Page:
By Karl Arnold Belser
30 April 2015

The recent unrest in Baltimore has to my mind shed new light on the situation in the black community. The problem is apparently not racism, but rather economic. There are just too few jobs for the black youth in this city.

Baltimore is a majority black city wit a black mayor, black city council and black police. Further it is clear that a majority of the residents, especially the women, are good citizens in that they condemned the actions of the youth that robbed and destroyed parts of the city and that they got out in force to clean up the mess that was done by the criminal actions. This situation appears not to be a riot against police brutality but a reflection of economic frustration. See the NPR article Baltimore is not Ferguson.

I discussed the situation in Ferguson in my post  Civil Unrest and Non-Lethal Weapons in which there was a large police culpability. There is still this policing problem as the Washington Post article The Long, Painful Repetitive History of How Baltimore Became Baltimore shows.  Since the police are predominantly black, the issue is not racism.

I observe that the press is intent on blaming some public policy for the situation of the youth in Baltimore and elsewhere. I think it is unlikely that just the black community would be targeted all over the United States when the Asian and Hispanic population have not been treated in a similar fashion. I note that the San Francisco police were accused of racism and the chief of police pointed out that more than 40% of the calls for police help was from the extremely small  black population in the city. Hence, the resulting police actions were not racism.

i note that black people may be poor but they do get public assistance for food and housing. The issue is really that many people, especially young people, in the black community are very poor. It is clear to me that there is some fundamental problem in the black community that public policy might not be able to correct.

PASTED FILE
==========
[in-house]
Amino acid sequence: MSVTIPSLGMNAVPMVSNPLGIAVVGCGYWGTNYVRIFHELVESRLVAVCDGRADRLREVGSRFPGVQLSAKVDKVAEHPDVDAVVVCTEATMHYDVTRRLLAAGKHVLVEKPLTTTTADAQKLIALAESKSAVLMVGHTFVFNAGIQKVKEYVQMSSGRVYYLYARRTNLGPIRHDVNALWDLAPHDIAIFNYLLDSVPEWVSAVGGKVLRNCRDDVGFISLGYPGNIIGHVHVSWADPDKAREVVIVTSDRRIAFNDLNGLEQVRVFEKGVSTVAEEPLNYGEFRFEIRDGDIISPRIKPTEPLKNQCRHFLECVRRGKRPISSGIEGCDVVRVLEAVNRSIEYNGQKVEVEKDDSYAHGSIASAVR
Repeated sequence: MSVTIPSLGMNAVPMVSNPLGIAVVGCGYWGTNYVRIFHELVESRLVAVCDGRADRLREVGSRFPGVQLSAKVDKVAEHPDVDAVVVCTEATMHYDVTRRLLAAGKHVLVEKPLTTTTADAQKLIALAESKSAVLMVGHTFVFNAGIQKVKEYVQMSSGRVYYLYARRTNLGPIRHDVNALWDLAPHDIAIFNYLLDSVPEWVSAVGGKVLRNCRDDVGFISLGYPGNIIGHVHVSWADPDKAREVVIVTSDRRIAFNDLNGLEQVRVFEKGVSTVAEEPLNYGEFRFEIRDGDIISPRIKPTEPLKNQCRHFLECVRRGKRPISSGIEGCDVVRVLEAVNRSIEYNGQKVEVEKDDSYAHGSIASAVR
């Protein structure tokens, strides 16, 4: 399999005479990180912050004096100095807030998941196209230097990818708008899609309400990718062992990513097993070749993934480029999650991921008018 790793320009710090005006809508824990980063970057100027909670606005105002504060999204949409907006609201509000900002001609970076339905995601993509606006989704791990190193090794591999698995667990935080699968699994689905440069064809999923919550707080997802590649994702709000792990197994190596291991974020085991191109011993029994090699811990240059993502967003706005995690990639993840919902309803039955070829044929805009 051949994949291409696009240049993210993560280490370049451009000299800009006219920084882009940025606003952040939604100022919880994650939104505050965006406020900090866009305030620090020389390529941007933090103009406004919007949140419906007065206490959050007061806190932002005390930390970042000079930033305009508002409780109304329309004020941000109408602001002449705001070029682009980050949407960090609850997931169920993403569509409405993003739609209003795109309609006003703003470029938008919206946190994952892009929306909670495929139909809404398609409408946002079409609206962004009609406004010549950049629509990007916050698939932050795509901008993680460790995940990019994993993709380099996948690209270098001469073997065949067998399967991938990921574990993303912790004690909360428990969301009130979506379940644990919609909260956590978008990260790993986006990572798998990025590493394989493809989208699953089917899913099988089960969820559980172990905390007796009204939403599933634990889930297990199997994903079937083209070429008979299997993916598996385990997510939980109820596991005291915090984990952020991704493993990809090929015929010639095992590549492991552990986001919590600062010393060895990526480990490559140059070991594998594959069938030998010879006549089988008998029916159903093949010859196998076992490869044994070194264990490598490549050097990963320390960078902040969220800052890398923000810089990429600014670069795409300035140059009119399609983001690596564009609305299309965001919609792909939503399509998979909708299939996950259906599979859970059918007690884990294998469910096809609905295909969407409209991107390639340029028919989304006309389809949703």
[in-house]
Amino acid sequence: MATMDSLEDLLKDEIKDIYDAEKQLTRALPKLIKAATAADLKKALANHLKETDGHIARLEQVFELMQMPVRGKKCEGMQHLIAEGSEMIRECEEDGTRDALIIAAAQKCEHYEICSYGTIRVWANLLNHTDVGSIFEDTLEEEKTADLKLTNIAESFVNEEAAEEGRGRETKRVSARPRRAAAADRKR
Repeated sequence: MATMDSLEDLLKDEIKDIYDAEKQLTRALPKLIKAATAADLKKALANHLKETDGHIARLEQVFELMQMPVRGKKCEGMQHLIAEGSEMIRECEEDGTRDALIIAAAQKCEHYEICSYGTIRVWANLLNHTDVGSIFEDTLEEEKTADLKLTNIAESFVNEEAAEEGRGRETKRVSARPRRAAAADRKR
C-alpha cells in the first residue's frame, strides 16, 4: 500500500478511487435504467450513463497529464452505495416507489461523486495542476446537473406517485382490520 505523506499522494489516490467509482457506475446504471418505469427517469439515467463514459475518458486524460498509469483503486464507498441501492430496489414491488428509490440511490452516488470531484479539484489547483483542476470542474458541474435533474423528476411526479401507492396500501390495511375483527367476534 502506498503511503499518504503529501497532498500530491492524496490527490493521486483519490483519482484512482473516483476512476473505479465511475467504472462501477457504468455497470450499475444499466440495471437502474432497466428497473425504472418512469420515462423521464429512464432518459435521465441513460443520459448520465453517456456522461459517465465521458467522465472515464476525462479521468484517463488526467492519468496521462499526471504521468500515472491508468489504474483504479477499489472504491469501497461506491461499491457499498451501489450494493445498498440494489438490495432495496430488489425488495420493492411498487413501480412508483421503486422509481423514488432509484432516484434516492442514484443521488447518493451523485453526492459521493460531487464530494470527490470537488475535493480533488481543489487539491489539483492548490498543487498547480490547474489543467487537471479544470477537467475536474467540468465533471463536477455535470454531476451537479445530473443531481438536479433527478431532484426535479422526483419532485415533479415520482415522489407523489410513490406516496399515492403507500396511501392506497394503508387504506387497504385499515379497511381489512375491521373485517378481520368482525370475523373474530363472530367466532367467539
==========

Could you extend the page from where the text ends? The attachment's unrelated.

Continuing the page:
I think that the core issue is that many of the black youth have been told that they deserve to have a high income and a high standard of living without understanding what one has to do to have this level of prosperity. It is politically incorrect to criticize the idea that everyone is endowed with equal capability.

For example, The Bell Curve by Charles Murry, which was carefully researched,  was soundly criticized for the conclusion that some people are more intelligent than others and that there seems to be some racial influence to these differences. I don't think that public policy will ever allow only very intelligent people to have children.

Steven Levitt, in his books SuperFreakenomics and  Think Like A Freak, points out another possibility. The legalization of abortion in the early 1970s caused a dramatic decrease in the crime rate. Presumably the drop in crime resulted when women were not forced to have children they didn't want or couldn't raise properly. Hence fewer children were being raised in a poor environment in which criminality might occur.  Single parenthood in the black community is still the norm, probably resulting in a large number of under performing children. The issue then becomes a cultural one. I don't think that public policy will ever dictate that poor people can't have children.

In both of these possibilities the black community might be causing the problem independent of racism or public policy missteps. The public apparently can't see the underlying issue because of social pressure, similar to what happened in the fable
The Emperor's New Clothes. However, I have no clue how to have society at large handle this type of situation other than just telling the truth and letting aware people behave appropriately.
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